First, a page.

However, ion channels can also be gated indirectly when the neurotransmitter binds to its receptor and leads to events which open an ion channel that is distinct from the receptor. In this case, the occupied receptor communicates to an ion channel indirectly through a G protein. Example of this indirect gating of ion channels include the serotonin, adrenergic, and dopamine receptors in the brain. These receptors are classic single protein serpentine receptors with 7 transmembrane helices, and intracellular domains that can interact with G proteins as described above to increase second messenger levels (cAMP, DAG) in the neuron. These can either activate kinases in the cell, which phosphorylate ion channels to either open or close them, or can bind directly to the channel and modulate its activity through an allosteric conformational change. In some cases the G protein directly acts on the ion channel. These different ways are described below. In contrast to direct gating, receptors that indirectly gate ion channels have activities that are slow and last seconds to minutes. These receptors are usually involved in modulating behavior by changing the excitability of neurons and the strength of neural connections, hence modulating learning and memory. These changes can occur in many ways, summarized below and in the following link:
Figure: Neurotransmission: Gating through G Linked Receptors
Phosphorylating ion channels: Receptors that act through a second messenger system can change ion channel activity by activating kinases which phosphorylate the channels. This may:
open the channel normally closed at the resting potential and produce an effect like gating.
close a channel usually open at the resting potential (such as nongated K channels which when closed would depolarize the cell and make it more excitable).
Ga interaction with ion channels:
the Ga subunit of the G protein interacts with K channels after stimulation of the CNS Acetylcholine receptor, opening the channel and hyperpolarizing the cell
Second messenger interaction with ion channels:
cGMP opens cation channels in retinal cells after activation of the photoreceptor by photons
cAMP opens cation channels in olfactory cells after activation of the olfactory receptor by odorants.
Second messenger effects on proteins other than ion channels (usually different receptors):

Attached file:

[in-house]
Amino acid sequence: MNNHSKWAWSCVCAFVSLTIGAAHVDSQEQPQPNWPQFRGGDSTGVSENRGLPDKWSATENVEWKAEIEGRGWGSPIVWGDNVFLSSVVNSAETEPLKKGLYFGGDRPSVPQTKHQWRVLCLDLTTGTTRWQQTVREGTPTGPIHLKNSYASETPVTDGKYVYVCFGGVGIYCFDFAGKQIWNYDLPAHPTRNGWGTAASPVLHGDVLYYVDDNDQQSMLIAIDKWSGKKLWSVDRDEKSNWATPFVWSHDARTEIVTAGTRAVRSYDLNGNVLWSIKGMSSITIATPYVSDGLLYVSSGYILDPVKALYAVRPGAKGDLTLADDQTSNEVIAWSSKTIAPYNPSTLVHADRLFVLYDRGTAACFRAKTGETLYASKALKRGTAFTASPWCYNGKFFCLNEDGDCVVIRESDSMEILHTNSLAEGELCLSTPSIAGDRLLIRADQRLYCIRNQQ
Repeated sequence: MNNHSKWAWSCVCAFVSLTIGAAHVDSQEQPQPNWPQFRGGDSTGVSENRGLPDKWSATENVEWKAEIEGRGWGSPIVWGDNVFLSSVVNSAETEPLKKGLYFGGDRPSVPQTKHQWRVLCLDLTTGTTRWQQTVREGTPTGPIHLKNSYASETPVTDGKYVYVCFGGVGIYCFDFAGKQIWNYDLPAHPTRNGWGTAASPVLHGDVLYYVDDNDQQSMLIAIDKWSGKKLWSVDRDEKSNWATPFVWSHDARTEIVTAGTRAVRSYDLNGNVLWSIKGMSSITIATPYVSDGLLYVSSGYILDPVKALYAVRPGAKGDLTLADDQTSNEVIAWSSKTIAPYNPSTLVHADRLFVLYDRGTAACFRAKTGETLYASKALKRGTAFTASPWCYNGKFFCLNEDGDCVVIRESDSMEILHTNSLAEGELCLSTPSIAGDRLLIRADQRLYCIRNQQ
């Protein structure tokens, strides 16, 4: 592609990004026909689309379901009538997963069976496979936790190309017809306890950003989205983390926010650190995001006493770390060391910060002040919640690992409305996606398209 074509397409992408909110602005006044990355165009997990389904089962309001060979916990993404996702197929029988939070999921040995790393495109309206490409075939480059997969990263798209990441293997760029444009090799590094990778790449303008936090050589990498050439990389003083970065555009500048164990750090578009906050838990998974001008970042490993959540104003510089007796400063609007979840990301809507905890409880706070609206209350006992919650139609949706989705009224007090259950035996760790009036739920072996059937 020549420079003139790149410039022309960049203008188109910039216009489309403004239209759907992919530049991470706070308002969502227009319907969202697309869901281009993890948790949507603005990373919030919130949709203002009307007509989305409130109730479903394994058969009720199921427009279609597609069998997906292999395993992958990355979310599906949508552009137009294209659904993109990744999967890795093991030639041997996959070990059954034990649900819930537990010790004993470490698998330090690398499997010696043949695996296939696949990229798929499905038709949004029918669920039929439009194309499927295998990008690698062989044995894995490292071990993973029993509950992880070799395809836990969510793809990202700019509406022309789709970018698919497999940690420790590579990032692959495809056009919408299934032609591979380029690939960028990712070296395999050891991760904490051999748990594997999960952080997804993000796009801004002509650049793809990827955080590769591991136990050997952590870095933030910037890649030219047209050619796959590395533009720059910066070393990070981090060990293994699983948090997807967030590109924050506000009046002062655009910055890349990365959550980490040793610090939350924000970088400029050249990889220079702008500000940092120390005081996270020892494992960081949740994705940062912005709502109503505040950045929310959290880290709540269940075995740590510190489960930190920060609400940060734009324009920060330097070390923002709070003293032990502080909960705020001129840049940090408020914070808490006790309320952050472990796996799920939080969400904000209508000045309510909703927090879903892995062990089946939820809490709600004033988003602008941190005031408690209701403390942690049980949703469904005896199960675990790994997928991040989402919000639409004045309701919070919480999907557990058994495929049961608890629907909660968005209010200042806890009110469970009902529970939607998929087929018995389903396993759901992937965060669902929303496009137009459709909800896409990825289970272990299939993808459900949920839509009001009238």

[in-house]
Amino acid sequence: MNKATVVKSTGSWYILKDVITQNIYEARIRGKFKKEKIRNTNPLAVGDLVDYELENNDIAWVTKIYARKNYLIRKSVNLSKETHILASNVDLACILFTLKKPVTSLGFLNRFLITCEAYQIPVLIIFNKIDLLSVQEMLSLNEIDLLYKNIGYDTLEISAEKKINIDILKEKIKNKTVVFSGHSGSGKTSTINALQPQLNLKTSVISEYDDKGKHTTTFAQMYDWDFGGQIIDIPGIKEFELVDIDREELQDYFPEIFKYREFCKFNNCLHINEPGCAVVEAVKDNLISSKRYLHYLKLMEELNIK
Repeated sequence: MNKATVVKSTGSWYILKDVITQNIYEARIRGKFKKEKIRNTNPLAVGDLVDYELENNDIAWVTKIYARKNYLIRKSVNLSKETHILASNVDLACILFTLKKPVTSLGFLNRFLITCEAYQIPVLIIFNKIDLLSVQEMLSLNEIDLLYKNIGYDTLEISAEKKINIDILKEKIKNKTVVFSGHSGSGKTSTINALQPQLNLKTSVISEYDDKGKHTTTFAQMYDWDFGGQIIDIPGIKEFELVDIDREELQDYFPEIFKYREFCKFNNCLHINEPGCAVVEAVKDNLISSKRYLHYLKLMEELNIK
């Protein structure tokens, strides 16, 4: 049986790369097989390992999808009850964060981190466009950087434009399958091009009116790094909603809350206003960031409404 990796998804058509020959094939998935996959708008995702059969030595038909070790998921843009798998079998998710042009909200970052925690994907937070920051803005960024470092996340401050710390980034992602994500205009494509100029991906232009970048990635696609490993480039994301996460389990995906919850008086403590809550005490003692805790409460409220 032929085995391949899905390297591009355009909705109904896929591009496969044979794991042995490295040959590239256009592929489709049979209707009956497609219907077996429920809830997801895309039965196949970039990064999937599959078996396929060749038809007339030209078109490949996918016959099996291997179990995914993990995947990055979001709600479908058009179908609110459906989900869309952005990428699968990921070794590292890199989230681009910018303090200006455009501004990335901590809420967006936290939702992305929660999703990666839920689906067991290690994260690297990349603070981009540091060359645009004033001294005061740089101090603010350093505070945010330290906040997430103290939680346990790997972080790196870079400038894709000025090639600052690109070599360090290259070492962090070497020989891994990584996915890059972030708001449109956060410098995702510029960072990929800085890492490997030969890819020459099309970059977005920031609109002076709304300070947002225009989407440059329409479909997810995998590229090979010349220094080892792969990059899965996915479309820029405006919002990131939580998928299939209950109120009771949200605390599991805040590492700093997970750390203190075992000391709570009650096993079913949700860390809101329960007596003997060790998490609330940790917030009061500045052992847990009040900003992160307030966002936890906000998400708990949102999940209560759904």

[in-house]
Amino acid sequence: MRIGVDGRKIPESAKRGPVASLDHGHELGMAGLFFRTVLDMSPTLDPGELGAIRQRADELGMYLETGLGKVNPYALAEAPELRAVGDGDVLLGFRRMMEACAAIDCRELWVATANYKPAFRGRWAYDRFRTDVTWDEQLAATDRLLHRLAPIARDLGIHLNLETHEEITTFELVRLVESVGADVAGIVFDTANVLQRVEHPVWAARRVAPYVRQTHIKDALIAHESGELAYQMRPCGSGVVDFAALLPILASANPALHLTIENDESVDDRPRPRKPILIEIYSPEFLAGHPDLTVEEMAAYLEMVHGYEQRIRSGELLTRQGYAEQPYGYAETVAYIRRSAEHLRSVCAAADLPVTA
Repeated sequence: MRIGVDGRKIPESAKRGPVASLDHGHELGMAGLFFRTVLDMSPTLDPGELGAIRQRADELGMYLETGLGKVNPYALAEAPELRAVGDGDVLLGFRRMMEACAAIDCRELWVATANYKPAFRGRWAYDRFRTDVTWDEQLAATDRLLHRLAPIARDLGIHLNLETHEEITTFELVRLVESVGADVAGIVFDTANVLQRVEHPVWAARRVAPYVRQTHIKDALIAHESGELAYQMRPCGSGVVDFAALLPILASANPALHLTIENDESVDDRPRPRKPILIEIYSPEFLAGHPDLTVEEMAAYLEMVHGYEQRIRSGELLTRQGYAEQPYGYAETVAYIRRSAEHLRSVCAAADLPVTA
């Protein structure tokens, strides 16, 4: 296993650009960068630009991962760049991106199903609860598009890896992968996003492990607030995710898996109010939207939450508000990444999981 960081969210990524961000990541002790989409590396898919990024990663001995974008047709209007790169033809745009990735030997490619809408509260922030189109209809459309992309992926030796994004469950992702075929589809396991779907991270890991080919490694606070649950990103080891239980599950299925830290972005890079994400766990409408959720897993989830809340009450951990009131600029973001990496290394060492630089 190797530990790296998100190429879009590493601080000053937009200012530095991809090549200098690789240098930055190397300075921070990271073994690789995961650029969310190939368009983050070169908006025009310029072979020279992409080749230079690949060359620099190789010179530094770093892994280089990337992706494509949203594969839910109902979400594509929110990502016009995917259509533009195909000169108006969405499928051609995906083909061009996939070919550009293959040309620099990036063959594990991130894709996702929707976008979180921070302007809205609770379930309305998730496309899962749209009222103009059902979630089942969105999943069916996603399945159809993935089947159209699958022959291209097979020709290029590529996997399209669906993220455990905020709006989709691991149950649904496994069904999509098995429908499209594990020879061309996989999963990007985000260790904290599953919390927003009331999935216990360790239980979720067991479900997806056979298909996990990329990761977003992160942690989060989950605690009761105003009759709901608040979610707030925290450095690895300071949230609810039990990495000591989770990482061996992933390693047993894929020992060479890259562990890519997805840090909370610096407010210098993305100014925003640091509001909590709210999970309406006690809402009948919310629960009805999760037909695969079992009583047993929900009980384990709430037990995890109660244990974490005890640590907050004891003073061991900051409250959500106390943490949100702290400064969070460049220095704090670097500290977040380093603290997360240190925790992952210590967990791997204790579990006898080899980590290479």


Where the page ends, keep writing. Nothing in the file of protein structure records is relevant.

the b-adrenergic receptors are phosphorylated by PKA and PKC (activated by stimulation of a different neurotransmitter receptor linked through a G protein to produce increased levels of second messengers cAMP and diacylglycerol). When phosphorylated, the b-adrenergic receptor, itself activated through G protein) can't bind Gs. This in affect attenuates the response of the b-adrenergic receptor to its own neurotransmitter which leads to desensitization to that signal.
Second messenger regulates gene expression:
cAMP activated PKA can phosphorylate an inactive transcription factor in the cell, which then can bind to a section of DNA called the cAMP Response Element (CRE), which is upstream of certain genes, leading to the transcription of the genes. The transcription factor is called CREB for cAMP Response Element Binding protein. Example: tyrosine hydroxylase (a monooxygenase) is involved in the synthesis of epinephrine and norepinephrine. The activity of this protein is increased when it is phosphorylated by PKA. Hence its activity can be increased quickly by this modification of the already present protein. If an animal is subjected to severe or long term stress (cold or immobilization), presynaptic cells with norepinephrine will be stimlulated to release the neurotransmitter. This requires continual synthesis of the neurotransmitter by the presynaptic cell. The increase in synthesis of this neurotransmitter is caused by the presynaptic cell being stimulated by another neuron, whch leads to increased levels of cAMP, and ultimately activation of CREB which increases transcription of the hydroxylase gene.